In two days, members of the Electoral College will cast their historic votes for the next president of the United States. In the meantime, they are under siege.
The nation’s 538 presidential electors have been thrust into the political foreground like never before in American history. In the aftermath of a uniquely polarizing presidential contest, the once-anonymous electors are squarely in the spotlight, targeted by death threats, harassing phone calls and reams of hate mail. One Texas Republican elector said he’s been bombarded with more than 200,000 emails.
“I never can imagine harassing people like this. It’s just f—– up,” said Jim Rhoades, a Republican elector from Michigan who runs a home inspection service. “I’ve lost a bunch of business.”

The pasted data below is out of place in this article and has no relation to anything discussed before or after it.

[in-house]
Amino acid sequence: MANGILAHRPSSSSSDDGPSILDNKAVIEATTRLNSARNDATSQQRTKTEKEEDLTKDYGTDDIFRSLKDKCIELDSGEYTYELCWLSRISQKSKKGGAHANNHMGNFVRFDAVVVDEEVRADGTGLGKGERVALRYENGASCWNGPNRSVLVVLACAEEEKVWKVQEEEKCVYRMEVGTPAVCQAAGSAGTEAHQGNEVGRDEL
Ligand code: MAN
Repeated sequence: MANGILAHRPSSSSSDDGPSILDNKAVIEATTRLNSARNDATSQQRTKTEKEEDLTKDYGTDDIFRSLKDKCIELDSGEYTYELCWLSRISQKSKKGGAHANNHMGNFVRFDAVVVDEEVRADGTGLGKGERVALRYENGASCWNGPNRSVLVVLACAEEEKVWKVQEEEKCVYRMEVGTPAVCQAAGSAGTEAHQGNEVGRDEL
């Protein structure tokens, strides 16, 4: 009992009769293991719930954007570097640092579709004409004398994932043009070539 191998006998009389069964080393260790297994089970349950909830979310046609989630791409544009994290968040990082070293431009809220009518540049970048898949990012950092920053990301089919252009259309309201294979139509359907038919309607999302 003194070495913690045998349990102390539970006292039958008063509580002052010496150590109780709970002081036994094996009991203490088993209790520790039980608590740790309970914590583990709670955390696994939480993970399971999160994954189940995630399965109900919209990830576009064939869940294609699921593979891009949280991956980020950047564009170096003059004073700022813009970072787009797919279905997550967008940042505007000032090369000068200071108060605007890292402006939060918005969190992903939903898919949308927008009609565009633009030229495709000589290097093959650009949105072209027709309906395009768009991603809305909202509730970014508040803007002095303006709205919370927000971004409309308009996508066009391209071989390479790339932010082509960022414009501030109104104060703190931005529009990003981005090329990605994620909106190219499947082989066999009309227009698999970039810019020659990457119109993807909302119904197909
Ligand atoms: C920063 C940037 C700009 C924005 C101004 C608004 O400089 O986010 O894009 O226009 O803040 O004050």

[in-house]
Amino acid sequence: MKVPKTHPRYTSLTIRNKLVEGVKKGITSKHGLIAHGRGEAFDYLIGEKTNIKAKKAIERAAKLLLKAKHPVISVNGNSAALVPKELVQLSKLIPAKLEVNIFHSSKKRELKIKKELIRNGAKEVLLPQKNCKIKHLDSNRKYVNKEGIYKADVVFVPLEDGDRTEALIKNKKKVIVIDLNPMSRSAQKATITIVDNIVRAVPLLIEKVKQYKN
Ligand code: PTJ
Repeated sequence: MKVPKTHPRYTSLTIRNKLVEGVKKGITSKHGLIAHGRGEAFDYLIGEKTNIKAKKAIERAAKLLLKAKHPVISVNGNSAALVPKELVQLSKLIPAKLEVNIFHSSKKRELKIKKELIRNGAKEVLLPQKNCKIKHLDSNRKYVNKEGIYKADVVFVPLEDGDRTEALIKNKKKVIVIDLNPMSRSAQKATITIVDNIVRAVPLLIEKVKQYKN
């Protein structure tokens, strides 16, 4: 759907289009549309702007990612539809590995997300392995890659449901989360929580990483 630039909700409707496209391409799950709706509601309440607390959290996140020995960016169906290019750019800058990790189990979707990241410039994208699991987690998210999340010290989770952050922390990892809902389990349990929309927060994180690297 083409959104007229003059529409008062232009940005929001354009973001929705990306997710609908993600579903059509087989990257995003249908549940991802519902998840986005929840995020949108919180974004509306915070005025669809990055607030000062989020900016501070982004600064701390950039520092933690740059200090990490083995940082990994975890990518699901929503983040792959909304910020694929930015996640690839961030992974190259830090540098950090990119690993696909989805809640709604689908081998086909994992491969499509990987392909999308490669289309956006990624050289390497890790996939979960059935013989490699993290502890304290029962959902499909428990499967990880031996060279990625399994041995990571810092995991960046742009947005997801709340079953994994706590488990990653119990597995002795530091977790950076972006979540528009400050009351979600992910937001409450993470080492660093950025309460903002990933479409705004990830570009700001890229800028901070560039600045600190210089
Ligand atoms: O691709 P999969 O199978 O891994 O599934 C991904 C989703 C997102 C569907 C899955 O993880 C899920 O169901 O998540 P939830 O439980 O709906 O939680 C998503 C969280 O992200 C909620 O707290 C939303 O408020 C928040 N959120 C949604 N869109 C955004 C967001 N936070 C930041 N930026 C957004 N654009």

In recent decades, the Electoral College had become such a reliable rubber stamp of Election Day results that it was viewed as an afterthought.
But with many Democrats desperate to block the all-but-certain ascension of Donald Trump to the White House, this long-neglected body has been gripped by turmoil, and its members have been subjected to pleas to upend centuries of tradition by casting their votes for someone other than the president-elect.
There have been ad campaigns targeting electors and op-eds assailing their role. One Democratic member of Congress has called to delay the vote for president while an investigation of Russian involvement in the election is underway. Twoothers have pleaded with electors to consider Russia’s role when deciding how to vote. Progressive groups are preparing protests across the country at sites where electors will meet to cast their ballots. Personal contact information for many electors has been posted publicly — and it’s been used to bury them with massive email campaigns.